Over seven African countries have gone up by five positions in a new internet speed ranking, according to a Speedtest Global Index of median mobile internet download speeds by Ookla.
The activities of several telcos and government agencies to facilitate upgrades directly impacted mobile internet download speeds on the continent. “By the end of 2022, seven African countries had moved up by more than five positions in the global ranking of median mobile internet download speeds,” the report says.
The countries include Rwanda, Burkina Faso, Malawi and the Congo. Other African countries, including Nigeria, Egypt and South Africa, made less significant moves, dropping below two positions in the new internet speed ranking.
In the internet speed ranking report, Burkina Faso abandoned its position at the bottom, climbing up 22 positions to occupy 102nd place. This comes after the country completed a national fibre backbone project connecting Ouagadougou to neighbouring countries.
A partnership with Orange Telecom and off-grid network operator, Vanu will see 170 sites in the country receive technology upgrades. Even though Burkina Faso received the least from the deal, with other benefactors, including Côte d’Ivoire taking 700 sites and 200 in Liberia, the 170 sites will make significant changes for a country that was previously at the bottom of the internet speed ranking.
Nafy Coulibaly, Orange Group deputy director general running all operations in Côte d’Ivoire, Burkina Faso and Liberia, said at the time that the deal would make it so that no one is left behind without network coverage.
“In order to provide digital services for all, Orange will deploy its services by strategically improving and increasing its network coverage so that no one will be left behind,” Nafy Coulibaly said.
Read also: Nigeria ranks 142 in 2021 global internet speed as African countries dominate bottom 10
Other countries that went up the ladder on the internet speed ranking include Botswana by 15 slots to 47, Uganda by 15 slots to 57, Mauritius by 13 slots to 74, Sudan by 11 slots to 112, Kenya by five slots to 87, Nigeria by one slot to 92.
Egypt and South Africa saw regressions in their numbers. Egypt fell by six slots to 91, and South Africa fell by nine to 64.
But the fall and sluggish growth that affected huge African economies like South Africa and Egypt are also the results of the rising cost of living in the countries. Despite falls in their mobile rankings, their fixed broadband internet speeds shot up by four and a single position to 84 and 97, respectively.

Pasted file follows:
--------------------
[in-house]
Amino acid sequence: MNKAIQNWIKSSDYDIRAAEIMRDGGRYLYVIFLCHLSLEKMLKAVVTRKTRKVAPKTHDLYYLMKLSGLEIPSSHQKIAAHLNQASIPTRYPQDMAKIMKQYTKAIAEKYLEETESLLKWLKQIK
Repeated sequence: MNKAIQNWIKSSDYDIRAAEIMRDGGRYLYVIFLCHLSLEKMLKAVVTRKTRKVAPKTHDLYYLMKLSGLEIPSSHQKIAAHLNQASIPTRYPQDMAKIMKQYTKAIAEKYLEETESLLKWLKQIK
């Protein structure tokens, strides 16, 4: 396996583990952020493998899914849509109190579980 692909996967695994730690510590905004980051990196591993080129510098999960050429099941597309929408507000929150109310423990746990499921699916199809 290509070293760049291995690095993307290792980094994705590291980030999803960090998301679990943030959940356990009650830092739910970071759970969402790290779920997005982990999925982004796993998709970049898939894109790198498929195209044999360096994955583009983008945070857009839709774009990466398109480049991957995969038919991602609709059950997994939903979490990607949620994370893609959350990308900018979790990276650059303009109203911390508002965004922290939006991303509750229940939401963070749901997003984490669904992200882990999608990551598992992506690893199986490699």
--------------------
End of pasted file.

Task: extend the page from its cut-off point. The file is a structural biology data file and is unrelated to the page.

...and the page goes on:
Speedtest Global Index by Ookla, a global network intelligence and connectivity research firm also reports that another seven countries increased their fixed broadband speed rankings by a similar number of spots.
“Over the first 11 months of 2022, fixed broadband speeds grew faster (28%) than mobile download speeds (17%) compared to the Index’s November 2021 figures,” the report adds.
According to the report, countries that have made the jumps were propelled by huge investments in network infrastructure and deployment and 5G licencing deals.
“Internet connectivity continues to speed ahead for people around the world, especially as countries prioritize and improve mobile and fixed broadband networks,” analysts that carried out the Ookla Speedtest Global Index 2022 said.
The report also noted that lowly-ranked African countries were at the forefront, making the most significant strides to climb up the ladder.
Rwanda records major improvement in internet speed
The Ookla Speedtest Global Index 2022 discovered that Rwanda, for instance, jumped by 47 places in the new ranking, the biggest leap in fixed broadband speeds in this year’s report.
The east African country approved 114 fixed broadband licenses to internet service providers—including juggernauts like Liquid Telecom and mobile network operators MTN and Airtel—between 2021 and 2022.
“Accordingly, this enabled the expansion of the fibre optic network to the households and corporate services in the City of Kigali, Musanze, and Rubavu,” the Rwanda Utilities Regulatory Authority (RURA) said in its annual report.
This left its internet penetration at 60.6% last year’s end, taking its international bandwidth capacity up by 29.4%.
Other countries that made strikes in the Ookla Speedtest Global Index 2022 report include Malawi moving up by nine positions to 148, Djibouti by seven positions to 153, Congo by seven positions to 103, Mauritius by five positions to 113, Lesotho by five positions to 127 and Guinea by five positions to 154.
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